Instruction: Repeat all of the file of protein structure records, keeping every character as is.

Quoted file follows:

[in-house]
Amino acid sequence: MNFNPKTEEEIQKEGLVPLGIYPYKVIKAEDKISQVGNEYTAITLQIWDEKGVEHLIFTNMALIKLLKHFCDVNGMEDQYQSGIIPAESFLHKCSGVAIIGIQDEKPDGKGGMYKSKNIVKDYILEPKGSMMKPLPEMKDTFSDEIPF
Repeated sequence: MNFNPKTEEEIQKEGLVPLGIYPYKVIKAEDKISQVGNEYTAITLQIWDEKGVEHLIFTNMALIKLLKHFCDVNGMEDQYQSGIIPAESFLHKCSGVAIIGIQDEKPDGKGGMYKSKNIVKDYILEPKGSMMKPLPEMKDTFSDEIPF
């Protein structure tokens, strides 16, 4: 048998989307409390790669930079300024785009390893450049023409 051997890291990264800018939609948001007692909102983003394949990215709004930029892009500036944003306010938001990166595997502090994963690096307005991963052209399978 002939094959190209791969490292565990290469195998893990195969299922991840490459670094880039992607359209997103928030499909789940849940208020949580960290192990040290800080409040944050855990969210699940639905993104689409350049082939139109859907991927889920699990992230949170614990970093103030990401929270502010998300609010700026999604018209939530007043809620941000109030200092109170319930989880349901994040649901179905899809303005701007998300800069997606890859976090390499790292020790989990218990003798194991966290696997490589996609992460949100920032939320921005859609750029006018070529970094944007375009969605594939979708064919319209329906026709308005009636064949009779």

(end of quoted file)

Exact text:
[in-house]
Amino acid sequence: MNFNPKTEEEIQKEGLVPLGIYPYKVIKAEDKISQVGNEYTAITLQIWDEKGVEHLIFTNMALIKLLKHFCDVNGMEDQYQSGIIPAESFLHKCSGVAIIGIQDEKPDGKGGMYKSKNIVKDYILEPKGSMMKPLPEMKDTFSDEIPF
Repeated sequence: MNFNPKTEEEIQKEGLVPLGIYPYKVIKAEDKISQVGNEYTAITLQIWDEKGVEHLIFTNMALIKLLKHFCDVNGMEDQYQSGIIPAESFLHKCSGVAIIGIQDEKPDGKGGMYKSKNIVKDYILEPKGSMMKPLPEMKDTFSDEIPF
């Protein structure tokens, strides 16, 4: 048998989307409390790669930079300024785009390893450049023409 051997890291990264800018939609948001007692909102983003394949990215709004930029892009500036944003306010938001990166595997502090994963690096307005991963052209399978 002939094959190209791969490292565990290469195998893990195969299922991840490459670094880039992607359209997103928030499909789940849940208020949580960290192990040290800080409040944050855990969210699940639905993104689409350049082939139109859907991927889920699990992230949170614990970093103030990401929270502010998300609010700026999604018209939530007043809620941000109030200092109170319930989880349901994040649901179905899809303005701007998300800069997606890859976090390499790292020790989990218990003798194991966290696997490589996609992460949100920032939320921005859609750029006018070529970094944007375009969605594939979708064919319209329906026709308005009636064949009779």